TSP... available at any painter's (not artist... or maybe not artists) jobber/supplier.
TSP available at BLowes, Home Despot. N.A. wide.
Should you use a very powerful de-greaser on a something that has no grease on it?
Not only that the phosphate attacks/etches, at least, glass,aluminium, and paint.
Roy Thistle


Re: Smoke damage 7704A

Roy Thistle
 

On Wed, Jul 14, 2021 at 07:16 PM, - wrote:


But if it was me, I would bring it up on a variac
What happens when you bring the 7704's SMPS up on a variac? Is it going to be a good happening?
What happens when you bring up and old byzantine design SMPS up on a variac?

--
Roy Thistle


Re: Smoke damage 7704A

greenboxmaven
 

Trisodium phosphate is indeed a good cleaner. It can be difficult to obtain directly in many places because it is also a powerful fertilizer and causes water pollution if it is dumped down the sewer. Fortunately, it can be had via internet suppliers.  For smoke damage that doesn't come from building fires, cleaners that contain ammonia are quite effective in removing the residue and stench. I have a 555 that I couldn't bring into the house because it stunk so badly. No question as to why the previous owner was SK! I fear a totally new kind of damage as addicts try using vaporizers, their exhaust doesn't stink, but it contains a great deal of polyethylene glycol mist. I can imagine it will affect plastics, and it draws moisture from the air. Who knows what leakage paths will be created. Considering the indoor pollution that was constant in repair shops and broadcast stations decades ago, and the cooling fans circulating it through everything, Tektronix gear stood up to it very well.

    Bruce Gentry, KA2IVY

On 7/15/21 11:46, Torch wrote:
One of the most effective cleaners for removing smoke residue and smell from the exterior is a dilute solution of Tri-sodium Phosphate (TSP) in water. Available in most hardware stores, usually in the paint department. Wear gloves -- it will dehydrate your hands. Wipe on, wipe off, then wipe again with a clean cloth wetted with plain water. Start at the top and work down.

Smoke in a house fire will follow air movement. There is a very good chance that none entered the case itself if it was not hit by water during suppression. Of course, if it got wet, the water can carry residue into the interior. Rinsing with pure (distilled) water is usually the best thing to use inside electronics. Allow to dry thoroughly, preferably with a fan blowing dry air over all surfaces for a few days to be sure.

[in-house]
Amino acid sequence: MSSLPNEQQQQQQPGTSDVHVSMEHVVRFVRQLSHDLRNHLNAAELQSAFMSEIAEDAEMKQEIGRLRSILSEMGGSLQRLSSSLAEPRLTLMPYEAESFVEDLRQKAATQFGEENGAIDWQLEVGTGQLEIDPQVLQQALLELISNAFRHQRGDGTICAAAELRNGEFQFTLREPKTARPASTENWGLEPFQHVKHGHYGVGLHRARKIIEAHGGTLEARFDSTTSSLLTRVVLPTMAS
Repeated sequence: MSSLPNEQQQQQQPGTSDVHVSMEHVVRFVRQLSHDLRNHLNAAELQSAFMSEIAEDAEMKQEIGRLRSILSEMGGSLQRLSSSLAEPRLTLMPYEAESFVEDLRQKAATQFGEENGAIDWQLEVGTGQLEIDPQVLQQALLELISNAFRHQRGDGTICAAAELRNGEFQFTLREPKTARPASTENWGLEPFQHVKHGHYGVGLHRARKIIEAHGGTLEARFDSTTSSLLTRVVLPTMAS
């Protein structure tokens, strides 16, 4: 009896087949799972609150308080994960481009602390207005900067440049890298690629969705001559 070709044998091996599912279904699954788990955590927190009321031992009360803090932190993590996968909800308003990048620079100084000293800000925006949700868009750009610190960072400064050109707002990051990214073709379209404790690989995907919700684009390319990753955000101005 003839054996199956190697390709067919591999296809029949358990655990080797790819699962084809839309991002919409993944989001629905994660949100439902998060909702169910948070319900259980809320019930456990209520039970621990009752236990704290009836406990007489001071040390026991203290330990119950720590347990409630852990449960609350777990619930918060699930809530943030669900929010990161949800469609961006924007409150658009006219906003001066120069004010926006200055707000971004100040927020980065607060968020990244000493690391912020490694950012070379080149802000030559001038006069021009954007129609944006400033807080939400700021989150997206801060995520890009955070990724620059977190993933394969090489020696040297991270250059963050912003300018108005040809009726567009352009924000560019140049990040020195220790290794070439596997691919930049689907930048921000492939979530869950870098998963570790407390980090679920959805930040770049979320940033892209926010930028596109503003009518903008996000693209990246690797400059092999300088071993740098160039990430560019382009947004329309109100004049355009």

(Lessons learned from 34 years of firefighting experience)




OT: Looking for a Pentium M765 (or maybe M780 - not sure it that will work)

 

I have a scope (not Tektronix or HP/K/A) that uses the BCM MX855 mobo with a
1.3 Celeron.

I'd like to give a late life performance boost and an told a Pentium M765
will do the job and maybe even an M780 (though that may depend on BIOS
levels).

Can anyone help? If you also have stick on PC2700/PC3200 1GB Ram that would
be great too!

Thanks
David


Re: Smoke damage 7704A

Torch
 

One of the most effective cleaners for removing smoke residue and smell from the exterior is a dilute solution of Tri-sodium Phosphate (TSP) in water. Available in most hardware stores, usually in the paint department. Wear gloves -- it will dehydrate your hands. Wipe on, wipe off, then wipe again with a clean cloth wetted with plain water. Start at the top and work down.

Smoke in a house fire will follow air movement. There is a very good chance that none entered the case itself if it was not hit by water during suppression. Of course, if it got wet, the water can carry residue into the interior. Rinsing with pure (distilled) water is usually the best thing to use inside electronics. Allow to dry thoroughly, preferably with a fan blowing dry air over all surfaces for a few days to be sure.

(Lessons learned from 34 years of firefighting experience)


Re: Tek 2230 Repair and Maintenance

Albert Otten
 

Hi Charlie,
My question is, how do these operate to form the signal for the A11A1U6106 MUX?
The cursor pot itself does nothing special. The wipers are wired to separate MUX input lines. My interpretation is that the processor does the job to find out the direction (and also speed?) of knob rotation based on changes in successive voltage readings.
On start up of the "good" scope I keep seeing this image on the CRT
https://photos.app.goo.gl/GwUdDxu25jh4APwZ6
You noticed perhaps that this is the display shown by ADV Funct -> Cal -> Box -> Run. Normally you would return from this by once more pressing AD Funct. But the scope is stuck and doesn't listen any more to buttons pressed?

Albert


Re: Smoke damage 7704A

Tom Norman
 

Tek used something called Kellite in their wash station. Tekwiki has an article about it in it's maintenance section under "cleaning", and I think there are threads on TekScopes as well. Kellite, seems to be no longer available, and I've not found much information about it, except that it may have been a buffered phosphate type cleaner (no chemist here, so be kind!). I remembered using Alconox in a couple of chem classes for cleanup, and it is phosphate based as well. I've used it to clean two 500 series plugins and a 575 at this point and it worked very well, and doesn't seem as harsh as straight TSP but that is a subjective evaluation (TSP absolutely lights my hands up, the Alconox didn't). I use the same type of siphon gun as Tek, and follow up the Alconox with DI water, and then IPA through the siphon gun. I think the same cautions Ed recommends with respect to it being potentially corrosive to aluminum if not thoroughly rinsed are appropriate. Initial cost of a four pound carton is a bit steep, but it will last you forever.

Tom